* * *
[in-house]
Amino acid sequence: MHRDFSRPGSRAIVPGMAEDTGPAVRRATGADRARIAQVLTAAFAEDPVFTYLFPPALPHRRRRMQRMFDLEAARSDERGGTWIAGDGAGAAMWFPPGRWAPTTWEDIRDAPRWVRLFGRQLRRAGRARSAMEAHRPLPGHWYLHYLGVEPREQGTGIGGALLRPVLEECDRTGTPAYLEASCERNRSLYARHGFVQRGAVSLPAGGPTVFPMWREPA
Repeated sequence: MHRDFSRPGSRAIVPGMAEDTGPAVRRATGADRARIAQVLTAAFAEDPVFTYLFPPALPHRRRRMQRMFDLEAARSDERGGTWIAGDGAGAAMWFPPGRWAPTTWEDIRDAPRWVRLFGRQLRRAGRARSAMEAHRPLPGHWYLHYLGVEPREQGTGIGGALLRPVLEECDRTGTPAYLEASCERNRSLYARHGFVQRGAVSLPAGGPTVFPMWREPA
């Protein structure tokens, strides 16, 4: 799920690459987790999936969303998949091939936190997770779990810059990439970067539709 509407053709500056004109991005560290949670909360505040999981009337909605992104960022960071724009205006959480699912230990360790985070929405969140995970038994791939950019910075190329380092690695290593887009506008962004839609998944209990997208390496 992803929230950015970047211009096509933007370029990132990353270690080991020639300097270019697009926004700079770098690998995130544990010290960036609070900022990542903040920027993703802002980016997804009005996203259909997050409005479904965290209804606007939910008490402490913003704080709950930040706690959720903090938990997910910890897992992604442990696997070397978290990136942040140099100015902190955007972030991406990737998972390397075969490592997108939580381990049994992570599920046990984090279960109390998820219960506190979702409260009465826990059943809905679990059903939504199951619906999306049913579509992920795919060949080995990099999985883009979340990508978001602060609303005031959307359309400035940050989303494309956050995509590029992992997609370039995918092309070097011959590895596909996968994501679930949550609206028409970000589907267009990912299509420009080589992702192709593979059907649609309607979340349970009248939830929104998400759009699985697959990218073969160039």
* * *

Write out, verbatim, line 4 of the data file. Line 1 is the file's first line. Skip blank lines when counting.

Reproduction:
């Protein structure tokens, strides 16, 4: 799920690459987790999936969303998949091939936190997770779990810059990439970067539709 509407053709500056004109991005560290949670909360505040999981009337909605992104960022960071724009205006959480699912230990360790985070929405969140995970038994791939950019910075190329380092690695290593887009506008962004839609998944209990997208390496 992803929230950015970047211009096509933007370029990132990353270690080991020639300097270019697009926004700079770098690998995130544990010290960036609070900022990542903040920027993703802002980016997804009005996203259909997050409005479904965290209804606007939910008490402490913003704080709950930040706690959720903090938990997910910890897992992604442990696997070397978290990136942040140099100015902190955007972030991406990737998972390397075969490592997108939580381990049994992570599920046990984090279960109390998820219960506190979702409260009465826990059943809905679990059903939504199951619906999306049913579509992920795919060949080995990099999985883009979340990508978001602060609303005031959307359309400035940050989303494309956050995509590029992992997609370039995918092309070097011959590895596909996968994501679930949550609206028409970000589907267009990912299509420009080589992702192709593979059907649609309607979340349970009248939830929104998400759009699985697959990218073969160039």